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Describe data (metadata)

Why should I describe my data? 

It is good practice to describe your research data as this informs interpretation, verification and re-analysis of the data as well as sharing. Good data documentation is a small upfront investment of time that can save you and other researchers using your data significant amounts of time in the long run. It prepares your data for long term re-use, preservation, and ongoing citation.

What is data description/documentation?

Data description, or documentation captures information that is not contained within the data, yet is vital to its accurate interpretation. Descriptors are also called metadata which literally means 'data about data.' Appropriate descriptors will vary across disciplines and are vital to the data/collection's accurate interpretation. 

Some examples include:

  • how, when and where the data was created or collected 
    • information on any relevant standards utilised and equipment used 
    • details or descriptions of the structure or organisation of the data, e.g. available files, formats, naming conventions, explanations of codes or abbreviations, etc. 
  • content of each parameter or field, the allowable range of values, typical accuracy and/or resolution, levels of confidence, and the units used 
    • glossaries, vocabularies, data dictionaries, codebooks, lab notes   
  • what transformations, processing or gap-filling has been done to the data 
    • any instructions or explanatory notes for potential users that may assist with interpretation of the data 
    • methods of analysis   
    • software code 
  • technical requirements associated with access or re-use, e.g. read me files, requirements for hardware, software, platforms, etc.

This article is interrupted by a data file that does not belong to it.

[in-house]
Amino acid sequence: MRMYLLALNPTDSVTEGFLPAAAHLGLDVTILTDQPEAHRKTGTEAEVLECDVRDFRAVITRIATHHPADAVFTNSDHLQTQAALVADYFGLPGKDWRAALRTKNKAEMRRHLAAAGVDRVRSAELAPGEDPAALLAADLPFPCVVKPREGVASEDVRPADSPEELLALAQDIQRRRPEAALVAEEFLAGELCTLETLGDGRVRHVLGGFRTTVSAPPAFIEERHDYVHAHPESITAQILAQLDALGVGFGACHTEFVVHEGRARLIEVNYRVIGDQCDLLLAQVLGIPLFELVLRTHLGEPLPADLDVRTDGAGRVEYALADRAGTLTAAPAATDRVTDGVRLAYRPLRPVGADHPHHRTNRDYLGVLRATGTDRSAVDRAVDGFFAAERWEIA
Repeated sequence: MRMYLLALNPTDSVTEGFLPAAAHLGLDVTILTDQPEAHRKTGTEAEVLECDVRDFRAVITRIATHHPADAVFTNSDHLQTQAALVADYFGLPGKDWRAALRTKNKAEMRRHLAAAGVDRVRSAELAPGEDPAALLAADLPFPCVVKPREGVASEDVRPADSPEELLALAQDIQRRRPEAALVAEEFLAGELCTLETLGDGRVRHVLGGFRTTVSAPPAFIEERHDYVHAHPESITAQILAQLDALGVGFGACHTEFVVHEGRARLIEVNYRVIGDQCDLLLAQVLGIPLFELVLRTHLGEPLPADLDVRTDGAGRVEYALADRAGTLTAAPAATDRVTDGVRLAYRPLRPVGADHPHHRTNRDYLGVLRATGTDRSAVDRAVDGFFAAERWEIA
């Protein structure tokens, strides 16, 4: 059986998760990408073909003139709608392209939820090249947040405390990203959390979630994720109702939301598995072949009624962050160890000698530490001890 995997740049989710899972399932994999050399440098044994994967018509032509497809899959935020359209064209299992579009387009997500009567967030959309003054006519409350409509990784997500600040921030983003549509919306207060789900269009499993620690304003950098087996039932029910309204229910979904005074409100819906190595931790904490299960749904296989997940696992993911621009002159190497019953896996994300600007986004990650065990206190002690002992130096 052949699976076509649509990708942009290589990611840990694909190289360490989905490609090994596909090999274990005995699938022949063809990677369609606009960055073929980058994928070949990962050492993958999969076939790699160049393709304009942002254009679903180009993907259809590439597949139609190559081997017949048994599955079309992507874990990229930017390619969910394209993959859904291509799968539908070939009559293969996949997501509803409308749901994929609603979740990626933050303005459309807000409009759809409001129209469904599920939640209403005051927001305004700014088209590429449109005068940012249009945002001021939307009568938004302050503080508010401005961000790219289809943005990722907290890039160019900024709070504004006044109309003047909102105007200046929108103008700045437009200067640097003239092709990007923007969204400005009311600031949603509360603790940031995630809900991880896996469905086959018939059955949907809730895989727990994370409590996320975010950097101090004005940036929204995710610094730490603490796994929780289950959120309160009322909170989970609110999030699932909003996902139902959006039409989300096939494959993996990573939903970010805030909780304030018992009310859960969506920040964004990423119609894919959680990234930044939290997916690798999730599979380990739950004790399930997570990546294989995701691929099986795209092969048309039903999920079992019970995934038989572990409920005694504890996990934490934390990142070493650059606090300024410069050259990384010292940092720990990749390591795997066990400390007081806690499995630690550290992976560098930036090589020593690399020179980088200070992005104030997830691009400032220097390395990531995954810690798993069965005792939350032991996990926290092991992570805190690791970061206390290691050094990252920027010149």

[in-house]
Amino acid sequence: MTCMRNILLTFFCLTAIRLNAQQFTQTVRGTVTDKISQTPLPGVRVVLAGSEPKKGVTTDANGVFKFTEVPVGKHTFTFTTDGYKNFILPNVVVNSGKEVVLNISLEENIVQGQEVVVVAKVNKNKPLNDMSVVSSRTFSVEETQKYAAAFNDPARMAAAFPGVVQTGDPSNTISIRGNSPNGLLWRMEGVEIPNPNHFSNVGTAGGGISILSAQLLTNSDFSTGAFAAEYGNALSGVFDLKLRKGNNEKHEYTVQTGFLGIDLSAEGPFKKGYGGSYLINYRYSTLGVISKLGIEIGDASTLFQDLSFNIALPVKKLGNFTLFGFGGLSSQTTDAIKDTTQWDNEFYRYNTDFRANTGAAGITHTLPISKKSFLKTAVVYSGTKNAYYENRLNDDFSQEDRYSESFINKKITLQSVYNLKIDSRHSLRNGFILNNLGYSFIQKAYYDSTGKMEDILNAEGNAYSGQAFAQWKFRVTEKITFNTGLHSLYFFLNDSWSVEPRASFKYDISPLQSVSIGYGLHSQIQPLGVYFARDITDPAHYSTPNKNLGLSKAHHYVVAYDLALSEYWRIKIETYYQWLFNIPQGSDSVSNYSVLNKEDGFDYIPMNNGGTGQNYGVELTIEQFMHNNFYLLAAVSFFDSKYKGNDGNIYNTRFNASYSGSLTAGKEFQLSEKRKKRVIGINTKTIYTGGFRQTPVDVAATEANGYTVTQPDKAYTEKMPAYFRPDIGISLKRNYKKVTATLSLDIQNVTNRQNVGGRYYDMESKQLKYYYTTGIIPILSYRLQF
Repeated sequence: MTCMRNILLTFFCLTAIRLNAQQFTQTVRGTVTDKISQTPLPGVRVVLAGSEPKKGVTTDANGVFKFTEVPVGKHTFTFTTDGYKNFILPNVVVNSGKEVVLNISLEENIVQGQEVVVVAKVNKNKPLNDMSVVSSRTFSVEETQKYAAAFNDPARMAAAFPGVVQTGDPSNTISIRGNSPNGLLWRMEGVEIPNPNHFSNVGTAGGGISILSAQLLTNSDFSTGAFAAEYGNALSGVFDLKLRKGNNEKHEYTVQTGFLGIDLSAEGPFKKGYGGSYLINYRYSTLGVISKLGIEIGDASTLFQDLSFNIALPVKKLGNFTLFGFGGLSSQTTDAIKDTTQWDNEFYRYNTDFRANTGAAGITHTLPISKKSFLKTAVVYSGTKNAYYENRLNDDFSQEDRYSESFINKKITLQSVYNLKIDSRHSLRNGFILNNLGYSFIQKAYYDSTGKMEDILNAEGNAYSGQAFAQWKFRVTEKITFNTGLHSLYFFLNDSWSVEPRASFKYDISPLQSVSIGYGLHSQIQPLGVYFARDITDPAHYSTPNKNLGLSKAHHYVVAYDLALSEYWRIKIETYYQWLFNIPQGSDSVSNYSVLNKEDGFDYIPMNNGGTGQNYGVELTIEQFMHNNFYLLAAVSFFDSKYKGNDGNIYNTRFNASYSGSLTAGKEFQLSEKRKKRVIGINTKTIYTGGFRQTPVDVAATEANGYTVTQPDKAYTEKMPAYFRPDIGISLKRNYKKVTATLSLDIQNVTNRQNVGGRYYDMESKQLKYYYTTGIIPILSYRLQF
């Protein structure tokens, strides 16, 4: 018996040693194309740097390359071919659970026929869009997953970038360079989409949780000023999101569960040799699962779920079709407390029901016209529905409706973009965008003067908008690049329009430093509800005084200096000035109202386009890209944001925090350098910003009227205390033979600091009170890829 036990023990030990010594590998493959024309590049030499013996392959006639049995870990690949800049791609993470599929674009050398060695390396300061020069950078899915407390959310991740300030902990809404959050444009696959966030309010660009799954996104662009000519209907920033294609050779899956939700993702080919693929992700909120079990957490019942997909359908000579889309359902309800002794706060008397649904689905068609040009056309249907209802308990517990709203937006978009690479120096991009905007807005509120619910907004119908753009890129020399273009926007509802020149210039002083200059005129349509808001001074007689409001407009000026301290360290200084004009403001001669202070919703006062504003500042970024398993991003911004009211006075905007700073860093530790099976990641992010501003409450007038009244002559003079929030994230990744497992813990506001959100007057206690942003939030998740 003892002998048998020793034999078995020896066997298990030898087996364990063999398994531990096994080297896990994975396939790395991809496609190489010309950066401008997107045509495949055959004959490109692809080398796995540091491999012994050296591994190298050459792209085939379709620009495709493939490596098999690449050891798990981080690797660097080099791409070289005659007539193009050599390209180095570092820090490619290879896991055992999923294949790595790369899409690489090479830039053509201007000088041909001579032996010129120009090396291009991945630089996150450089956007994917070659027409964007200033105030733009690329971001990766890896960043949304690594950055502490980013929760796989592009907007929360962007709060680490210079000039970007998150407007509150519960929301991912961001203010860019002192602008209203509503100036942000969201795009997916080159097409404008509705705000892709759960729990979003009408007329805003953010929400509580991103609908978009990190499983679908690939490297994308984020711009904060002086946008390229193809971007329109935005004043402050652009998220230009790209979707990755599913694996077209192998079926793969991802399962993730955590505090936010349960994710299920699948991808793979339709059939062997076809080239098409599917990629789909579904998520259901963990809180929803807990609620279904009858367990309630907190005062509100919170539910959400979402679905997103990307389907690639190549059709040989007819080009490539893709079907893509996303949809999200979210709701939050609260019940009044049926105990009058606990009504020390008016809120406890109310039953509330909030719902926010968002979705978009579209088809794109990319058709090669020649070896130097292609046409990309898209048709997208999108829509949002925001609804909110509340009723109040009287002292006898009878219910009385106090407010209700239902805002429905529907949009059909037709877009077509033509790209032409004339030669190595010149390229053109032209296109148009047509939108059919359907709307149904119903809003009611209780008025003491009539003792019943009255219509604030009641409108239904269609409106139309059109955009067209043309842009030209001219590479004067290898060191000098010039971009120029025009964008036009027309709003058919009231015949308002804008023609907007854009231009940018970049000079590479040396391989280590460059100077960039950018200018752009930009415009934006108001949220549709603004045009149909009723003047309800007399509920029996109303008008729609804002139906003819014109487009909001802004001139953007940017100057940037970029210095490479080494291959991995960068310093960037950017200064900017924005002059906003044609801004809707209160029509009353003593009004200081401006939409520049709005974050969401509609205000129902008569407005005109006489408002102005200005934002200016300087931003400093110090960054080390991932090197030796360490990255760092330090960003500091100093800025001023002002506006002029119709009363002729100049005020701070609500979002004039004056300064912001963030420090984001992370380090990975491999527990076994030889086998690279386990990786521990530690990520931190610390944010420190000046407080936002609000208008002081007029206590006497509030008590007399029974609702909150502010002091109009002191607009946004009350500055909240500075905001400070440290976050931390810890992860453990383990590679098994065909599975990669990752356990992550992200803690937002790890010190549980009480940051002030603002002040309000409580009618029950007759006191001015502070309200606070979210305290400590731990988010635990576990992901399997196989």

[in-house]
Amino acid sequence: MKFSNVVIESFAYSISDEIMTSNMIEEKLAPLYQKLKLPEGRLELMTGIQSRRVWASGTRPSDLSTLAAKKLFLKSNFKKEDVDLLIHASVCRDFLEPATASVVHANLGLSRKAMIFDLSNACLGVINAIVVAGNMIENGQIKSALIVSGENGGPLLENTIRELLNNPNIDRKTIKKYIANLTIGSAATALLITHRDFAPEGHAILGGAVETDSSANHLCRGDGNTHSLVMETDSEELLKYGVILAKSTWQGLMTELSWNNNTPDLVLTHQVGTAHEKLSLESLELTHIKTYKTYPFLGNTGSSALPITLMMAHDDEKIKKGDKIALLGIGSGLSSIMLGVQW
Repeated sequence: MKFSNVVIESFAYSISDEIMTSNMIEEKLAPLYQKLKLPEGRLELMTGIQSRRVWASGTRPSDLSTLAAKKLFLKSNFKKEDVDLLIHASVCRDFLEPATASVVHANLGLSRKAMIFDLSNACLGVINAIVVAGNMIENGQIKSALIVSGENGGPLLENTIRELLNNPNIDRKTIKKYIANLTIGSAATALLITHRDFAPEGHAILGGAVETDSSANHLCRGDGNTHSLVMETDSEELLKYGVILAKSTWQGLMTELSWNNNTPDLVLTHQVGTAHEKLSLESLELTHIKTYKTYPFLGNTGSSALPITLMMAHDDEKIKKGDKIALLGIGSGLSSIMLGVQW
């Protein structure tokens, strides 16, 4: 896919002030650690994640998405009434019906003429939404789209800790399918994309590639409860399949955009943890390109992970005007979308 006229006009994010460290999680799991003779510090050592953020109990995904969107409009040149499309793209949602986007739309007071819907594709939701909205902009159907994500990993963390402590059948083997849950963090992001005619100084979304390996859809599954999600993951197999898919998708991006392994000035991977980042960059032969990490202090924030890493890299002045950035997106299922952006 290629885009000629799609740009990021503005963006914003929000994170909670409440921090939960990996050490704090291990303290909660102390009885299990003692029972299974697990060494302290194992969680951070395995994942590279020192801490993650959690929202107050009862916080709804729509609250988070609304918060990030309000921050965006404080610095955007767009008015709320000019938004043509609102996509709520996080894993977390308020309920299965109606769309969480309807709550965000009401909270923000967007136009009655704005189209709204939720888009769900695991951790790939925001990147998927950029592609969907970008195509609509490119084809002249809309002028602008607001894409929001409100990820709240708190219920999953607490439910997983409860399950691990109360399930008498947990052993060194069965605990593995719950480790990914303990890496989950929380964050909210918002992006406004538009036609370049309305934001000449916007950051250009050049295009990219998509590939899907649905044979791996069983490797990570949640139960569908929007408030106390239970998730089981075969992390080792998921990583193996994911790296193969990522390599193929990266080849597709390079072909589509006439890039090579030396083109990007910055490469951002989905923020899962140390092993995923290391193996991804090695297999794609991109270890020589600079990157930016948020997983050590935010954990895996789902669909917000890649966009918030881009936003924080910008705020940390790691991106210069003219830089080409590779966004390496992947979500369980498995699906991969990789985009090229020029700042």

When should I describe my data?

Data documentation should begin as early as possible in the research project. Even before the first data has been collected, structures and naming conventions for organising the data can be established so they're in place once the data arrives.

Data documentation should be reviewed throughout the research project, when new datasets are collected or derived, or when methodologies, instruments or equipment, or conventions change.

Examples of metadata standards

A metadata record is often encoded to a standard or schema (structure) that defines the kinds of information allowed in the record. Dublin Core is one standard which defines a number of elements such as title, creator, subject and description that can be used to describe just about any resource. While Dublin Core is a broadly applicable metadata standard, many other metadata standards exist targeting particular research disciplines, for example the Minimum Information Standards which is used in bioinformatics. When considering how best to document your data it is advisable to investigate if any metadata standards exist for your specific field of research.

Metadata can generally be classified as collection level or item level. A metadata description for a collection will typically contain high level information about the coverage of the items within a collection. An item level description, meanwhile, will contain quite specific information regarding the conditions under which the item (say a sensor reading) was acquired or collected. Collection level metadata facilitates data discovery, while item level metadata is invaluable in enabling its reuse. 

Where can I find more information about data documentation and metadata?

Please take a look at the following resources:

Attribution: The content on this page is based in part on the University of Newcastle Libguide on Data Management Planning. It is used with permission.